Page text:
Later reports revealed the man to be Robert Napper, the convicted killer of Samantha Bisset and her four-year-old daughter Jazmine, murdered in November 1993, 16 months after Nickell's murder. On 28 November 2007, Napper was charged with Nickell's murder. He appeared at City of Westminster Magistrates' Court on 4 December 2007, where he was remanded until another hearing on 20 December 2007. On 24 January 2008, Napper pleaded not guilty to Nickell's murder. He faced trial in November 2008.
On 18 December 2008, at the Old Bailey, Napper pleaded guilty to the manslaughter of Rachel Nickell on the grounds of diminished responsibility. Justice Griffiths Williams said that Napper would be held indefinitely at Broadmoor Hospital because he was "a very dangerous man". At the same time, Colin Stagg received a public apology from the police.
Following an investigation, the Independent Police Complaints Commission (IPCC) released a report, dated 3 June 2010, into the actions of the Metropolitan Police Force and their handling of the murder investigation.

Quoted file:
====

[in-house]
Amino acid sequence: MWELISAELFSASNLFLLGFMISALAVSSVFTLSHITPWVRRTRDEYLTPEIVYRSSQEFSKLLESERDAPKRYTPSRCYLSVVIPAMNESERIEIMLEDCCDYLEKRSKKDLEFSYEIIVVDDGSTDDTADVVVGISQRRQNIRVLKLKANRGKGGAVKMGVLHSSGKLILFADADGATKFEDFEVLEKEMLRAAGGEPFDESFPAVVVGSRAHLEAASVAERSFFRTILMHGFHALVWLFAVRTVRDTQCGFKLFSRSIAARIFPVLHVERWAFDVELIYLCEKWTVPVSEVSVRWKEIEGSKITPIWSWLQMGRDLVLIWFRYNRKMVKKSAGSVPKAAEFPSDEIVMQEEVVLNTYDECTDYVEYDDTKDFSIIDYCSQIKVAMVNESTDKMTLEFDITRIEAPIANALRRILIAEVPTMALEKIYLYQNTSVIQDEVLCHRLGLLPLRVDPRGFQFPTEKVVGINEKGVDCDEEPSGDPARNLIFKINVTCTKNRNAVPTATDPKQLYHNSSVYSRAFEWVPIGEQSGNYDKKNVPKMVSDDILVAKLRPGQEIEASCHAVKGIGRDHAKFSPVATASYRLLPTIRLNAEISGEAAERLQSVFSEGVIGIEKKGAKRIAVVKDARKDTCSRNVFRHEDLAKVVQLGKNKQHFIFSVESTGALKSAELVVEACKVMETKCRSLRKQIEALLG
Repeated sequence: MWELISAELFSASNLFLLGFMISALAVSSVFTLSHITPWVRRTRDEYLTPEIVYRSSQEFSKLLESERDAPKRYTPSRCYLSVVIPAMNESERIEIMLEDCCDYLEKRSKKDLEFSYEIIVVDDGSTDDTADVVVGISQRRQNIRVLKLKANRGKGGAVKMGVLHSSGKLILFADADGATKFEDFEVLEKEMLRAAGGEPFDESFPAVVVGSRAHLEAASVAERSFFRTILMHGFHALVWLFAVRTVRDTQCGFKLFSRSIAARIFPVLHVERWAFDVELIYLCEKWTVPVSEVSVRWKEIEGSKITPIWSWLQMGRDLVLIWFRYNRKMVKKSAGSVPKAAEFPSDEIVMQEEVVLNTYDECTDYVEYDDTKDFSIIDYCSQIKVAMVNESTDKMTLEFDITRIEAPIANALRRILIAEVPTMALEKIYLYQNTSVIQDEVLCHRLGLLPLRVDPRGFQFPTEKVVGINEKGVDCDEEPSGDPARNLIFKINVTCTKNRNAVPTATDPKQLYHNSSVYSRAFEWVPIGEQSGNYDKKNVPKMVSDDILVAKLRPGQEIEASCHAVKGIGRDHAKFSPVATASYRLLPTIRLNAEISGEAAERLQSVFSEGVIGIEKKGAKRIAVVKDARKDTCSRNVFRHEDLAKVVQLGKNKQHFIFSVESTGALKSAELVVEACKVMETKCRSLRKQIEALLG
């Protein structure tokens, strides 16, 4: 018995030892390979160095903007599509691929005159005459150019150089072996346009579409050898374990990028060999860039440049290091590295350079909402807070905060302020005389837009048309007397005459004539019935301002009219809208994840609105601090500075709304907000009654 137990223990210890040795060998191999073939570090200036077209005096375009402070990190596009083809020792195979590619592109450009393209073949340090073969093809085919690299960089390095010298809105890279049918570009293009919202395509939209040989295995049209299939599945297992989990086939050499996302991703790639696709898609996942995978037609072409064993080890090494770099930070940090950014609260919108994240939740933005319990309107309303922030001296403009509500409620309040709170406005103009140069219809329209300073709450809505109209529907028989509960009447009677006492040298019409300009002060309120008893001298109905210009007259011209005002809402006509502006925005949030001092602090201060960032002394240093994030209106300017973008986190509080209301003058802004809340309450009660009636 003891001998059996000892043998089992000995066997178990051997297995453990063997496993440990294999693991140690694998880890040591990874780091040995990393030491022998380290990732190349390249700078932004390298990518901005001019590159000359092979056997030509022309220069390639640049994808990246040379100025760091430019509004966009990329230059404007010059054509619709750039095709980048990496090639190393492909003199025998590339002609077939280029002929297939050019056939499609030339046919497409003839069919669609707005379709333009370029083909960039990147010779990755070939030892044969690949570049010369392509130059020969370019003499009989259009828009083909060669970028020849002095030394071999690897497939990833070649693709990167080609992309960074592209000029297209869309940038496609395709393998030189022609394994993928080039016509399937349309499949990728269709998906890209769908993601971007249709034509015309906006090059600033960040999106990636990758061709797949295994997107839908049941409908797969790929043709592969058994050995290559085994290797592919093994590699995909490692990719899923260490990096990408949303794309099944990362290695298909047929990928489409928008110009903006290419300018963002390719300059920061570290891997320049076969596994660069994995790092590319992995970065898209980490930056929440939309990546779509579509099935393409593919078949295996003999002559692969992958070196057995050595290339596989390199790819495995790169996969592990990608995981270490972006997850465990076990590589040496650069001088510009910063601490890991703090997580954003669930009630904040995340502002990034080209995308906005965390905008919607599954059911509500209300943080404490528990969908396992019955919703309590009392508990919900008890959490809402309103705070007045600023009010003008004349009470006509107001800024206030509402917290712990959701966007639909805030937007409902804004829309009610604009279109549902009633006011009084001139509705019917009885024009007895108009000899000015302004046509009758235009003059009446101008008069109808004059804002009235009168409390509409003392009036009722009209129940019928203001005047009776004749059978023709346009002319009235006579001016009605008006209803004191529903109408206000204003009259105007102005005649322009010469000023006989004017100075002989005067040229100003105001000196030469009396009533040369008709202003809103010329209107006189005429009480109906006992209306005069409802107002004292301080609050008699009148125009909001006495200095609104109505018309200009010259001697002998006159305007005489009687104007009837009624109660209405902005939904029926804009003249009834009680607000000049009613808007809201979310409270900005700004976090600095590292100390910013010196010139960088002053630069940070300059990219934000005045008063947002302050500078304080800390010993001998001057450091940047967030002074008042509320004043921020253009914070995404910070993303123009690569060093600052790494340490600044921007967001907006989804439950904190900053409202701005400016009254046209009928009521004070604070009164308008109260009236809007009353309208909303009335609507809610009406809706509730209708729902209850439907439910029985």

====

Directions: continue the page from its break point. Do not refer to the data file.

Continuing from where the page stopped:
It described a "catalogue of bad decisions and errors" by the Metropolitan Police which had resulted in Napper being free to kill Nickell.
It said that officers missed a series of opportunities to take the violent psychopath off the streets and suggested the lives of Samantha Bisset and her four-year-old daughter Jazmine would also have been saved if police had acted on tip-offs, including one by Napper's mother after he confessed to rape.
Rachel Cerfontyne, of the IPCC, said that police failed to investigate the 1989 report that he attacked a woman on Plumstead Common, in London, and no record of the telephone call can be found.
She added that officers "inconceivably" eliminated Napper over a series of rapes on parkland in south London because he was thought to be too tall.
She said: "It is clear that throughout the investigations into the 'Green Chain' rapes and Rachel Nickell's death there was a catalogue of bad decisions and errors made by the Metropolitan Police.
"The police failed to sufficiently investigate after Napper's mother called police to report that he had confessed to her that he had raped a woman and, inconceivably, they eliminated Napper from inquiries into the Green Chain rapes because he was over 6ft tall.
"Without these errors, Robert Napper could have been off the streets before he killed Rachel Nickell and the Bissets, and before numerous women suffered violent sexual attacks at his hands."
The IPCC said no police officer would face disciplinary action because they have all retired, and one key senior detective has died. Criminal prosecutions were not considered.